Estimated reading time: 6 minutes
The social network is undeniably becoming our way of life, both professional and personal. At the rate that technological advances and the features of the social network are occurring, it is difficult to hazard the impact that this change may have in the medium and long term. It makes sense to think that the way we manage our professional development today will be one of the aspects which will be most affected.
At the same time, the importance of managing conversations through the social network is becoming increasingly fashionable. The relevance we now give to the idea of conversing is interesting; it’s as if, until now, we had never conversed n our organizational environments. I have never imagined social-economic activity without conversation, perhaps because in my innate condition as a Social-networker, conversation has always had a vital role in my own self-development and learning and that of others.
This post aims to combine the relevance of conversation with the significance of the evolution of the Social Network for establishing connections and relationships.
Therefore, importance must be given to the idea of conversing, because through conversation we can learn and capitalize this learning to enrich our own value and to increase our employability; doing this on a social network allows our conversations to increase exponentially. The 2.0 environment opens the door to a world without barriers and limits for establishing connections and building relationships.
However, we shouldn’t idealize and convert the social network-conversation association into the panacea of professional growth. Furthermore, if we don’t correctly manage this combination we could fall victim to an alarming lack of productivity. Of all the risks to avoid, it is worth mentioning infoxication, in other words, the information overload that we can easily succumb to as a result of the enormous volume of data, images, and ideas to which we are exposed; we could simply collapse or get indigestion from this overexposure. Another risk to avoid would be a disorder we could describe as “acute hyper-connectivity” or the severe inflammation of our relational system, which could occur due to establishing and trying to manage more relationships than our space-time allows us to administer.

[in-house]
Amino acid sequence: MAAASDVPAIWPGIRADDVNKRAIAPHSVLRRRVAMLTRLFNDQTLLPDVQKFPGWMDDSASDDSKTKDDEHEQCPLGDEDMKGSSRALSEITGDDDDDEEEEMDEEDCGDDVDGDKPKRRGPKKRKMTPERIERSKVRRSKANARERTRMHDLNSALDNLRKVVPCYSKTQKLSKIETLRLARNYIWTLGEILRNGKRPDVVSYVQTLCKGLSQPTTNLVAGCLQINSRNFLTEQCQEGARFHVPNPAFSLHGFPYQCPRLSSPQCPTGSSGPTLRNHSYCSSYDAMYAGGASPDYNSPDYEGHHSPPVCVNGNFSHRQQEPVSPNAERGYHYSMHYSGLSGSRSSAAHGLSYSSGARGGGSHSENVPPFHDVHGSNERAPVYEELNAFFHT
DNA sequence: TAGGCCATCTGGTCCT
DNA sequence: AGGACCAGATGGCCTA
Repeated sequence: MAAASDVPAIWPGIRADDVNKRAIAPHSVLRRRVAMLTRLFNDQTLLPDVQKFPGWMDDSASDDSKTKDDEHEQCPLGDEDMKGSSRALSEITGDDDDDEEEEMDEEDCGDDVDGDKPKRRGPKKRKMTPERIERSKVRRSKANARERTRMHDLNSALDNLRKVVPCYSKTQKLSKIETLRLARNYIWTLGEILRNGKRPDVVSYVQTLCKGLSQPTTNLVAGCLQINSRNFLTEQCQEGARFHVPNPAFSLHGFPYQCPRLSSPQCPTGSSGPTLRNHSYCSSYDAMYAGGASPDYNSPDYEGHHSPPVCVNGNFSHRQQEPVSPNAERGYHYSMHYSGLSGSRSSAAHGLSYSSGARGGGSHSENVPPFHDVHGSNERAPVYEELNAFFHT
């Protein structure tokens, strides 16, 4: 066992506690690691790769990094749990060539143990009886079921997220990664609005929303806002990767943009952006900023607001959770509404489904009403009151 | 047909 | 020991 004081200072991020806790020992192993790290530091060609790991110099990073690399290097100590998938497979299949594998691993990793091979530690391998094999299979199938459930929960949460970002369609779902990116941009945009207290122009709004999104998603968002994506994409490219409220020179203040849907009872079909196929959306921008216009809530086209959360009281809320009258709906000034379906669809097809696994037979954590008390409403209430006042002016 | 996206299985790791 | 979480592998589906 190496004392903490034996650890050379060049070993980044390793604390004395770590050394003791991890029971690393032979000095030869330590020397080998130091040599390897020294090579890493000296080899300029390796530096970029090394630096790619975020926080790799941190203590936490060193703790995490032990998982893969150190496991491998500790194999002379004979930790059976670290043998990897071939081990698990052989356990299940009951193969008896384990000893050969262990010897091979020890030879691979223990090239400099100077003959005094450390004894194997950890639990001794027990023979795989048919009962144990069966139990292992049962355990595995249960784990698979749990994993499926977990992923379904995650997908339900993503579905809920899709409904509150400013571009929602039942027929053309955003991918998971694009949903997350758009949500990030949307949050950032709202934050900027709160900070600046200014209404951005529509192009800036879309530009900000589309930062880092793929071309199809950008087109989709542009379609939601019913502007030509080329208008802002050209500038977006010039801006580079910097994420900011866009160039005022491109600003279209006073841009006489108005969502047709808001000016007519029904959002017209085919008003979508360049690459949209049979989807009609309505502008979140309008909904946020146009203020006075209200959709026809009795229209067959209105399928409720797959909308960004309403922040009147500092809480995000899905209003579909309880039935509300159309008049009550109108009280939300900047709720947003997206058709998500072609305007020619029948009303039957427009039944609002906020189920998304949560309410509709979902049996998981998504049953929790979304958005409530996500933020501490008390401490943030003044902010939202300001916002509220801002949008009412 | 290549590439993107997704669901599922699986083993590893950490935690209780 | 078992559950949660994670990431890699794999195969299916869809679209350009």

I won’t spend more time here on describing the disorders caused by an improper or irrational use of the conversation-social network binomial, quite the opposite, I will define five key aspects we should consider in order to make the most of and optimize the conversations we could have using the 2.0 ecosystem.
1.- Carefully define the objectives for which you are present on the social network. Before immersion 2.0 it is worth reviewing what you want to offer and what you expect to receive in return, this being the correct sequence.
2.- Conceptualize your conversational level; which issues, disciplines are you qualified and willing to converse about. It is worth keeping in mind that a conversation is always (at least) two-way. Interacting only to listen is not establishing conversations, in either version 2.0 or 1.0.
3.- Be selective when choosing the networks, virtual forums, groups and communities you want to belong to. The social network is a universe full of spectacular galaxies crammed with information, but there are also black holes that can absorb you in an unproductive way.
4.- Dedicate time to correctly identifying your virtual contacts. Your virtual community should grow in a rational way, in line with your objectives and your conversational level. The suitability with which your virtual community grows fully impacts the optimization of conversations you establish on the social network.
5.- Use your conversations on the social network as a starting point for establishing connections in 1.0 mode. Despite professional enrichment through conversations on virtual communities being a reality, interaction in real life should be the underlying objective of our conversation and connection in mode 2.0.
The optimization of our learning in virtual (and real) networks and the investment on our social capital are two essential aspects in our plan for enrichment as professionals in the 21st century. Trivializing the importance of the social network and the idea of conversing on it, is a mistake we shouldn’t make under any circumstances.
Andrés Ortega is an expert in People Management. He is currently the HR Director for Spain and responsible for Engagement in Europe at DAMCO, which is part of the Dutch group AP Moller Maersk. We at Zyncro strongly recommend you read his personal Blog.